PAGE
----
We are speeding up our journey to net-zero emissions by introducing a triple-digit real carbon price
Last year, we committed ourselves to achieving net-zero emissions in our operations as early as 2030. We are now taking important next steps.
Article information and share options
To limit global warming to well below 2°C – in accordance with the Paris Agreement – climate science predicts the need for billions of tonnes of negative emissions both before and after 2050. Unprecedented emission reduction efforts will need to be complemented by the rapid scale-up of carbon removal capacities. Since carbon removal is still a nascent industry, this new way of emissions compensation comes at a price. With our new carbon levy we are securing the funds that are required to purchase removal certificates from impactful, durable and scalable carbon removal projects.
Starting in January next year, Swiss Re will increase its internal carbon price from USD 8 as it is today to USD 100 per tonne of CO2. Swiss Re is the first multinational company to announce a triple-digit real carbon levy on both direct and indirect operational emissions (such as business travel). The levy will gradually increase to USD 200 per tonne CO2 by 2030.
In the fight against climate change, an internal carbon price is an important tool to incentivise low-carbon behaviour and decision-making. Ambitious reduction targets are another important tool: In addition to introducing the new levy, we have committed to reducing emissions from air travel by 30% in 2021, relative to the 2018 benchmark.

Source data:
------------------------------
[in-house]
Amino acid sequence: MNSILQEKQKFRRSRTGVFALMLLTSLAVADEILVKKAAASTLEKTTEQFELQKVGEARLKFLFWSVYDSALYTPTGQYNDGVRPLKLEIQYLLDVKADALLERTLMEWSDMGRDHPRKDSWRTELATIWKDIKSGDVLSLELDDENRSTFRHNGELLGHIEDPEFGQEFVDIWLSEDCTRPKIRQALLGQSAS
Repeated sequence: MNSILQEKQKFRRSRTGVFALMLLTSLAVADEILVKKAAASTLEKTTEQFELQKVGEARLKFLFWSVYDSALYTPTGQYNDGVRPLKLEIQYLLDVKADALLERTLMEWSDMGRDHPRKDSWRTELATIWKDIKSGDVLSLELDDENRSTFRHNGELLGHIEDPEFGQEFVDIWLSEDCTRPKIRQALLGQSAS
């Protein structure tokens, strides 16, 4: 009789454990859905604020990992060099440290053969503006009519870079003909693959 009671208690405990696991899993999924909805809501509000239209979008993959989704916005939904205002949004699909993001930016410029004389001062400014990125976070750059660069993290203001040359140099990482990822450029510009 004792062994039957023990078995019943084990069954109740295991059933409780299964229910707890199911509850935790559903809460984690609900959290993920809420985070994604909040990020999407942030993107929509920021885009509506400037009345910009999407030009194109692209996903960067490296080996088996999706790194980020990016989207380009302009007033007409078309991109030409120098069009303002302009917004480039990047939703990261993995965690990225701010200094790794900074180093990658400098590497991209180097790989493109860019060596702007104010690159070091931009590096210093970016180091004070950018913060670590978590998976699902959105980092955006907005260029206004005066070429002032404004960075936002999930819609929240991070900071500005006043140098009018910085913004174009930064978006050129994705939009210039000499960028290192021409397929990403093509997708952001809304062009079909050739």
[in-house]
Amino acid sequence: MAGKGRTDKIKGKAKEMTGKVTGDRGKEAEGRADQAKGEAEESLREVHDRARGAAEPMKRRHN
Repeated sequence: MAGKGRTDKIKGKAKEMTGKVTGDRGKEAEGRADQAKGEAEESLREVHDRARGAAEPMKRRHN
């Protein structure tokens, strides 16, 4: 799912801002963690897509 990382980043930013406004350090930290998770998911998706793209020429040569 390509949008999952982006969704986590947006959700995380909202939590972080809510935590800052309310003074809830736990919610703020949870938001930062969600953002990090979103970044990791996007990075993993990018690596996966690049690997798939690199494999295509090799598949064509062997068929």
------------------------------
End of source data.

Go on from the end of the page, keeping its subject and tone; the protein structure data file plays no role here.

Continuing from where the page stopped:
Read our news release announcing these new measures.
Swiss Re's net-zero journey will not stop in 2030. We have also signed the UN Global Compact Business Ambition for 1.5°C pledge and are a founding partner of the UN-convened Net-Zero Asset Owner Alliance. This commits us to achieving net-zero emissions by 2050 on the liability and asset side of our balance sheet. Or in other words: We have set out to fully decarbonise our business model.
In our latest SONAR Report, we have laid out the road map to net-zero emissions and taken a detailed look at the carbon removal industry. As a starting point, all sectors of the economy need to reduce emissions as much as possible, in particular the transport, agriculture and building industries. All remaining greenhouse gases will need to be removed from the atmosphere through biological or technical means and then be permanently stored.
The video below explains the net-zero concept and the rationale for making this a pivotal part of our Group Sustainability Strategy.